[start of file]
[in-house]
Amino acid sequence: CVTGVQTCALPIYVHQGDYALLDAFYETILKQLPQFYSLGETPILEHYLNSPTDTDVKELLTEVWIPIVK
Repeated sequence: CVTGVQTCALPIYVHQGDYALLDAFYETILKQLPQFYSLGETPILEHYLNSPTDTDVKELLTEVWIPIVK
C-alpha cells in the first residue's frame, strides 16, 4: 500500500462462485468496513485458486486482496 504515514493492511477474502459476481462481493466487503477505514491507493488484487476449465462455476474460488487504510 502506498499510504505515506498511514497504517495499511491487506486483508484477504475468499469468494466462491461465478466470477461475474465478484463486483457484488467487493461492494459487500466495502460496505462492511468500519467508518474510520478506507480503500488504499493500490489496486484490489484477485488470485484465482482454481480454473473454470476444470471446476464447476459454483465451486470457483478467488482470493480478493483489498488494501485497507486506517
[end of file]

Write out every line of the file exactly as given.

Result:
[in-house]
Amino acid sequence: CVTGVQTCALPIYVHQGDYALLDAFYETILKQLPQFYSLGETPILEHYLNSPTDTDVKELLTEVWIPIVK
Repeated sequence: CVTGVQTCALPIYVHQGDYALLDAFYETILKQLPQFYSLGETPILEHYLNSPTDTDVKELLTEVWIPIVK
C-alpha cells in the first residue's frame, strides 16, 4: 500500500462462485468496513485458486486482496 504515514493492511477474502459476481462481493466487503477505514491507493488484487476449465462455476474460488487504510 502506498499510504505515506498511514497504517495499511491487506486483508484477504475468499469468494466462491461465478466470477461475474465478484463486483457484488467487493461492494459487500466495502460496505462492511468500519467508518474510520478506507480503500488504499493500490489496486484490489484477485488470485484465482482454481480454473473454470476444470471446476464447476459454483465451486470457483478467488482470493480478493483489498488494501485497507486506517